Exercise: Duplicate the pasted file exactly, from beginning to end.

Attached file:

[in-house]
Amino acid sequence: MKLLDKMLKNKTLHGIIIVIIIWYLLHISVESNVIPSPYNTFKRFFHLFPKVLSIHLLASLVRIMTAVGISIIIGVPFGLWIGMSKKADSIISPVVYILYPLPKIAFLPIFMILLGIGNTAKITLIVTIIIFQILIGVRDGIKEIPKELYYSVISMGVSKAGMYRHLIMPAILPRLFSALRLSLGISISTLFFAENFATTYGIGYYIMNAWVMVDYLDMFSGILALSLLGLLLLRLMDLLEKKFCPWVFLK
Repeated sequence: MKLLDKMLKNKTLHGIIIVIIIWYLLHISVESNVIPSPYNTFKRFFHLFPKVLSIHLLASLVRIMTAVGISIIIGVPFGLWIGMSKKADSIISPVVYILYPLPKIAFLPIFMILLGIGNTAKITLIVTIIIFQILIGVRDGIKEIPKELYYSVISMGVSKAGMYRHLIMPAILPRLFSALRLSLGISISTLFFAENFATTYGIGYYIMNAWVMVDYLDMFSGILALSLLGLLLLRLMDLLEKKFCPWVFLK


[in-house]
Amino acid sequence: MKLLDKMLKNKTLHGIIIVIIIWYLLHISVESNVIPSPYNTFKRFFHLFPKVLSIHLLASLVRIMTAVGISIIIGVPFGLWIGMSKKADSIISPVVYILYPLPKIAFLPIFMILLGIGNTAKITLIVTIIIFQILIGVRDGIKEIPKELYYSVISMGVSKAGMYRHLIMPAILPRLFSALRLSLGISISTLFFAENFATTYGIGYYIMNAWVMVDYLDMFSGILALSLLGLLLLRLMDLLEKKFCPWVFLK
Repeated sequence: MKLLDKMLKNKTLHGIIIVIIIWYLLHISVESNVIPSPYNTFKRFFHLFPKVLSIHLLASLVRIMTAVGISIIIGVPFGLWIGMSKKADSIISPVVYILYPLPKIAFLPIFMILLGIGNTAKITLIVTIIIFQILIGVRDGIKEIPKELYYSVISMGVSKAGMYRHLIMPAILPRLFSALRLSLGISISTLFFAENFATTYGIGYYIMNAWVMVDYLDMFSGILALSLLGLLLLRLMDLLEKKFCPWVFLK